Jamie Hartzell is the definition of an entrepreneur. He arrives at his latest venture, Ethex, a non-profit that gives information on ethical investment, after a career that encompasses filmmaking, philanthropy and property. He spoke to Alex Blackburne about how he now hopes to help people reinstall power into their finances.
Investment can be complicated. Indeed, a mere mention of derivatives, mutual funds and asset classes is often enough to turn many people’s blinders on.
For every $1 of real goods and services produced, $26 is traded financially, but the global investment industry’s complexity frequently masks its impact, in that most people simply aren’t aware of what damage their money might be doing to the planet and its resources.
But this applies for ethical investments, too. Just as investors are often oblivious to the bad things that are happening behind the scenes, they’re also unaware of the good things. This is where Jamie Hartzell comes in.
He’s launched Ethex, a not-for-profit organisation that lays out information about ethical investment in simple terms. It profiles the social, environmental and historical investment performance of a number of businesses – whether it’s fair trade organisations, community renewables projects, firms working in social property or ethical banks – with the aim of encouraging more people to think differently about where their money might be invested.
“We include any business that has a very clear positive benefit at the heart of their mission”, explains Hartzell.
If we continue the way we are, where business considers only the amount of profit it makes and not the social and environmental impact of its activities, we’re heading down a very increasingly steep and slippery slope
“As well as this, we would also expect them to conform to a set of ethical criteria and to be working to improve those criteria.
“So, what are their carbon emissions as an organisation? How many women do they have on their board? Is the pay of their chief executive excessive compared to the lowest paid people in the organisation? There is a range of criteria that we’d be presenting.”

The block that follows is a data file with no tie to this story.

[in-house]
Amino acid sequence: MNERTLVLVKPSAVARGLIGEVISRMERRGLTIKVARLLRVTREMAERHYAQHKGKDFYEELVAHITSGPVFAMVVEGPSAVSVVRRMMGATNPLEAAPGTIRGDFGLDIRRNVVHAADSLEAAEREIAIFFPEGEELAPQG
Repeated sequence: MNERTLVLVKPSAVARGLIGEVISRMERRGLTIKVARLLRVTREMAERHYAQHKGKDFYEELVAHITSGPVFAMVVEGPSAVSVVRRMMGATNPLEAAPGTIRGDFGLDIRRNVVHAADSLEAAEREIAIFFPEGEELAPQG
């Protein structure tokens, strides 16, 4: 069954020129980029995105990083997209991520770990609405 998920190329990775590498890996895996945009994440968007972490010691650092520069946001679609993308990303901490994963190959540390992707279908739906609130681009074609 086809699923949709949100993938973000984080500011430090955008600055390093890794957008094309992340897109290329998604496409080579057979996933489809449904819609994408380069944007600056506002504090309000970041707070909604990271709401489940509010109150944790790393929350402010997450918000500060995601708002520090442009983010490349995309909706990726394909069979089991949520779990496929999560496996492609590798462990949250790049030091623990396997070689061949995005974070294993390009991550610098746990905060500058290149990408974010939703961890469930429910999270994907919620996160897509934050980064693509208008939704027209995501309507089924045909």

An environmental filmmaker for much of the 1980s and ‘90s, Hartzell is perhaps best known for founding the Ethical Property Company, an organisation that buys properties and transforms them into ethical service centres for non-profit organisations and social enterprises. Launched in 1998, it now has nearly 20 centres across the UK, with sister companies in France, Belgium and the Netherlands.
With the Ethical Property Company at a mature stage, Hartzell decided to step back in the spring and devote his time to Ethex.
“Our aim is to get as many people as possible investing truly ethically”, he says of the organisation’s aim.
“How many people that will be is quite a hard one to call but the existing Ethex member businesses already have 45,000 investments in total.
“That’s already quite a substantial working base to start from and I think there is more and more interest.
“People are getting a lot more active, particularly since the Libor scandal, to switch their accounts. So there are a lot of possibilities out there if we can access them.”
Hartzell is right. In the week immediately after the Libor rate-fixing scandal came into the public eye, dedicated ethical banks across the UK were inundated with interest from potentially new customers.
Triodos Bank received a 51% surge in account applications and opened three times as many accounts than normal on the day that former Barclays chief executive Bob Diamond announced his resignation in July. Meanwhile looking further back, Charity Bank revealed that it had welcomed 440 new customers between January 1 and June 30 this year – a figure 300 more than the same period in 2011.
It’s this kind of action from customers and investors that leads Hartzell to believe there is a significant gap in the market for the service that Ethex provides.
“People are rather disempowered and disillusioned when it comes to finance.